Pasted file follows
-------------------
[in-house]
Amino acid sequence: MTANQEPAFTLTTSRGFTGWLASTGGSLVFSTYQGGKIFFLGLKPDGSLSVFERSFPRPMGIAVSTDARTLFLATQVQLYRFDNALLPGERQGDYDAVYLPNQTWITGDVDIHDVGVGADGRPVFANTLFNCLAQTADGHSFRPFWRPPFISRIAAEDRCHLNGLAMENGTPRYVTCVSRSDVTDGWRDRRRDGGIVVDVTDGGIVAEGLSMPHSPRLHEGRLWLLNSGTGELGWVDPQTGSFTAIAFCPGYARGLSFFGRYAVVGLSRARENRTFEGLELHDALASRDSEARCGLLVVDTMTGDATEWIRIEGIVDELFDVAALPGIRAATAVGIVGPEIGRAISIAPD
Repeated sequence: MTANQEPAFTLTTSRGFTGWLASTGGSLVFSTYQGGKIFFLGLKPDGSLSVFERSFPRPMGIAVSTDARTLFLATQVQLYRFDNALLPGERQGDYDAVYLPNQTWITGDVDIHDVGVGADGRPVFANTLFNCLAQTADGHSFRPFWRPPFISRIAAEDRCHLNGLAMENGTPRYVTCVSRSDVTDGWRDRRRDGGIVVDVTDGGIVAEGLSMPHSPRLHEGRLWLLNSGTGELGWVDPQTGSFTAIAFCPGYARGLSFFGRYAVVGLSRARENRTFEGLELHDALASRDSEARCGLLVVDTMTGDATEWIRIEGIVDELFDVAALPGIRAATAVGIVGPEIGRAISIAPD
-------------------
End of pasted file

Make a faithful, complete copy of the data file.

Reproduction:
[in-house]
Amino acid sequence: MTANQEPAFTLTTSRGFTGWLASTGGSLVFSTYQGGKIFFLGLKPDGSLSVFERSFPRPMGIAVSTDARTLFLATQVQLYRFDNALLPGERQGDYDAVYLPNQTWITGDVDIHDVGVGADGRPVFANTLFNCLAQTADGHSFRPFWRPPFISRIAAEDRCHLNGLAMENGTPRYVTCVSRSDVTDGWRDRRRDGGIVVDVTDGGIVAEGLSMPHSPRLHEGRLWLLNSGTGELGWVDPQTGSFTAIAFCPGYARGLSFFGRYAVVGLSRARENRTFEGLELHDALASRDSEARCGLLVVDTMTGDATEWIRIEGIVDELFDVAALPGIRAATAVGIVGPEIGRAISIAPD
Repeated sequence: MTANQEPAFTLTTSRGFTGWLASTGGSLVFSTYQGGKIFFLGLKPDGSLSVFERSFPRPMGIAVSTDARTLFLATQVQLYRFDNALLPGERQGDYDAVYLPNQTWITGDVDIHDVGVGADGRPVFANTLFNCLAQTADGHSFRPFWRPPFISRIAAEDRCHLNGLAMENGTPRYVTCVSRSDVTDGWRDRRRDGGIVVDVTDGGIVAEGLSMPHSPRLHEGRLWLLNSGTGELGWVDPQTGSFTAIAFCPGYARGLSFFGRYAVVGLSRARENRTFEGLELHDALASRDSEARCGLLVVDTMTGDATEWIRIEGIVDELFDVAALPGIRAATAVGIVGPEIGRAISIAPD